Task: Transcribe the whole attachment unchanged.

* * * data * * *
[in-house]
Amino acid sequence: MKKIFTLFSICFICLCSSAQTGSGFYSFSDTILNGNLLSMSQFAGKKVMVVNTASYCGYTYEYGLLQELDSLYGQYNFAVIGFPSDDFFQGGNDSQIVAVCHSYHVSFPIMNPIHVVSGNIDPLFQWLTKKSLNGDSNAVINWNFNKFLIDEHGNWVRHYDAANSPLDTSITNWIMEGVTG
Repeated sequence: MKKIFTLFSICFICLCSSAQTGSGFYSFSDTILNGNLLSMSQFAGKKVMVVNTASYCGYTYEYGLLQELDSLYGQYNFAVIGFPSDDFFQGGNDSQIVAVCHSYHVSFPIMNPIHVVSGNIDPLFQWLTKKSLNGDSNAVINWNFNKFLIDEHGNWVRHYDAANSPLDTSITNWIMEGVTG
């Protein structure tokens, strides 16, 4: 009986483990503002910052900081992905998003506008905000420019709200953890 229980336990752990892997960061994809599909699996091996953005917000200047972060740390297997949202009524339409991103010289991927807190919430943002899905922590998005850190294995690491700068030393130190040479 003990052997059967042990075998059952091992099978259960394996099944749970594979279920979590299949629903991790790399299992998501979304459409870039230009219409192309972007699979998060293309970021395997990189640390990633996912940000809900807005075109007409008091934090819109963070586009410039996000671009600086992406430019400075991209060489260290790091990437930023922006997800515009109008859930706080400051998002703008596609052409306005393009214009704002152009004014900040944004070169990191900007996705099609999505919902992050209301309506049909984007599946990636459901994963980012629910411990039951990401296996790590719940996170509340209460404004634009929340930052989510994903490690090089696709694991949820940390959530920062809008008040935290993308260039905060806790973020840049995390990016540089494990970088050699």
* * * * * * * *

[in-house]
Amino acid sequence: MKKIFTLFSICFICLCSSAQTGSGFYSFSDTILNGNLLSMSQFAGKKVMVVNTASYCGYTYEYGLLQELDSLYGQYNFAVIGFPSDDFFQGGNDSQIVAVCHSYHVSFPIMNPIHVVSGNIDPLFQWLTKKSLNGDSNAVINWNFNKFLIDEHGNWVRHYDAANSPLDTSITNWIMEGVTG
Repeated sequence: MKKIFTLFSICFICLCSSAQTGSGFYSFSDTILNGNLLSMSQFAGKKVMVVNTASYCGYTYEYGLLQELDSLYGQYNFAVIGFPSDDFFQGGNDSQIVAVCHSYHVSFPIMNPIHVVSGNIDPLFQWLTKKSLNGDSNAVINWNFNKFLIDEHGNWVRHYDAANSPLDTSITNWIMEGVTG
């Protein structure tokens, strides 16, 4: 009986483990503002910052900081992905998003506008905000420019709200953890 229980336990752990892997960061994809599909699996091996953005917000200047972060740390297997949202009524339409991103010289991927807190919430943002899905922590998005850190294995690491700068030393130190040479 003990052997059967042990075998059952091992099978259960394996099944749970594979279920979590299949629903991790790399299992998501979304459409870039230009219409192309972007699979998060293309970021395997990189640390990633996912940000809900807005075109007409008091934090819109963070586009410039996000671009600086992406430019400075991209060489260290790091990437930023922006997800515009109008859930706080400051998002703008596609052409306005393009214009704002152009004014900040944004070169990191900007996705099609999505919902992050209301309506049909984007599946990636459901994963980012629910411990039951990401296996790590719940996170509340209460404004634009929340930052989510994903490690090089696709694991949820940390959530920062809008008040935290993308260039905060806790973020840049995390990016540089494990970088050699």